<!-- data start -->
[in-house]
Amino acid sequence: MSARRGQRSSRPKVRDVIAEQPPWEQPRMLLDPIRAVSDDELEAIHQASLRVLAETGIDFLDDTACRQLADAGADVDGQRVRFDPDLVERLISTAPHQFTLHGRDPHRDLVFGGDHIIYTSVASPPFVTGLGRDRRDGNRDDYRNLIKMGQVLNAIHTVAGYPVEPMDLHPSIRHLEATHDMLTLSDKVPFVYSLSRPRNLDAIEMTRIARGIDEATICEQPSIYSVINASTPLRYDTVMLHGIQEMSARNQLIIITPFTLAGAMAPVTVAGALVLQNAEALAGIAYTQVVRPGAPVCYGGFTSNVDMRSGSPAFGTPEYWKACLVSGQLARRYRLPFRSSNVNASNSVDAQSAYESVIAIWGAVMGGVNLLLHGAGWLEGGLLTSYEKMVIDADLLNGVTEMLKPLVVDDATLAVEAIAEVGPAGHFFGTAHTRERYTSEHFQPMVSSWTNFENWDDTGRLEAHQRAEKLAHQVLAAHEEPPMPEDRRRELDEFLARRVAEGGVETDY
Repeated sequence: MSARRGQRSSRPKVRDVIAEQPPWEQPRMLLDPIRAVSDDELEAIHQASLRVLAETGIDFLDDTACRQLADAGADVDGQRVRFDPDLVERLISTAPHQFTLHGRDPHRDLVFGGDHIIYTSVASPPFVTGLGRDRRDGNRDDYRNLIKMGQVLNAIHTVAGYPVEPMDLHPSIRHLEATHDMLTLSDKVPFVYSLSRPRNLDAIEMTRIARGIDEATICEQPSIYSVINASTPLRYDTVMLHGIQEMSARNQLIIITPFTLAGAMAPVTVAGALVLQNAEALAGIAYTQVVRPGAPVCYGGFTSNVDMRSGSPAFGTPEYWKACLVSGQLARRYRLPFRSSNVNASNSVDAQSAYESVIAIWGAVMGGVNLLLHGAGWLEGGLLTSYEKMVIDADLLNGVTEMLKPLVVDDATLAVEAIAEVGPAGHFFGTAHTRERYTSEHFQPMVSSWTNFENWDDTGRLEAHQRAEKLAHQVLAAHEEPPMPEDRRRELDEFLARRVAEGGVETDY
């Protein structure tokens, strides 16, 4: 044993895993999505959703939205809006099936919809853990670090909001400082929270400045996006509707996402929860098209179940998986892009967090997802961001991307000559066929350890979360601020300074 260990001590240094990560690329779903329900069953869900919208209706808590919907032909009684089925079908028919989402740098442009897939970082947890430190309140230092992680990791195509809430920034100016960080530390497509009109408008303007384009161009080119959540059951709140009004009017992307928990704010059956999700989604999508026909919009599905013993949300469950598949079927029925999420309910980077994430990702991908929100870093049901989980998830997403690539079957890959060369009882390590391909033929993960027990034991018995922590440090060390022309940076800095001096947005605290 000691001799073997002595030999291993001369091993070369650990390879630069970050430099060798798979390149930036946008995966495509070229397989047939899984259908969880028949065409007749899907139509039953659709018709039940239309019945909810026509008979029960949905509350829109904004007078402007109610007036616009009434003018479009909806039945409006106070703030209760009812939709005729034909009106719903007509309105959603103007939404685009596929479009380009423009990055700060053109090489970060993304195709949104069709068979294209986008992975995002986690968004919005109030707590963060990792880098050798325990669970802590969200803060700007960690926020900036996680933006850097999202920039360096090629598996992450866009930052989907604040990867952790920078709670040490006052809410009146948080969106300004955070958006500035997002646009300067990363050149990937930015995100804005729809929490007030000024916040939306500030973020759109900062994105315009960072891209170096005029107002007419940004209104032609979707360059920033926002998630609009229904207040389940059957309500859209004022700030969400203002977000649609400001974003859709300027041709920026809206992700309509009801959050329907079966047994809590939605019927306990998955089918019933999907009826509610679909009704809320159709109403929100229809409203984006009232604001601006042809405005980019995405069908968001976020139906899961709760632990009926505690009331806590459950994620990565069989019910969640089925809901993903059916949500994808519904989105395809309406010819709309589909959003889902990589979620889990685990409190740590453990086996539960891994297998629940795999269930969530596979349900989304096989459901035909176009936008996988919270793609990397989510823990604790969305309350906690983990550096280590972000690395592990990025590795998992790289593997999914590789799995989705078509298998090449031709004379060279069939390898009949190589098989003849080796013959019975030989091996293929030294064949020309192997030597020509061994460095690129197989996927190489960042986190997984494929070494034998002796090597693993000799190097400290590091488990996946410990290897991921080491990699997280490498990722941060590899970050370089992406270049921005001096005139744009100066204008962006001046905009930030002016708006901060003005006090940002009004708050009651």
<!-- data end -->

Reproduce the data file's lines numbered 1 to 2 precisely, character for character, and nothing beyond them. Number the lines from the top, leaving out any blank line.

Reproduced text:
[in-house]
Amino acid sequence: MSARRGQRSSRPKVRDVIAEQPPWEQPRMLLDPIRAVSDDELEAIHQASLRVLAETGIDFLDDTACRQLADAGADVDGQRVRFDPDLVERLISTAPHQFTLHGRDPHRDLVFGGDHIIYTSVASPPFVTGLGRDRRDGNRDDYRNLIKMGQVLNAIHTVAGYPVEPMDLHPSIRHLEATHDMLTLSDKVPFVYSLSRPRNLDAIEMTRIARGIDEATICEQPSIYSVINASTPLRYDTVMLHGIQEMSARNQLIIITPFTLAGAMAPVTVAGALVLQNAEALAGIAYTQVVRPGAPVCYGGFTSNVDMRSGSPAFGTPEYWKACLVSGQLARRYRLPFRSSNVNASNSVDAQSAYESVIAIWGAVMGGVNLLLHGAGWLEGGLLTSYEKMVIDADLLNGVTEMLKPLVVDDATLAVEAIAEVGPAGHFFGTAHTRERYTSEHFQPMVSSWTNFENWDDTGRLEAHQRAEKLAHQVLAAHEEPPMPEDRRRELDEFLARRVAEGGVETDY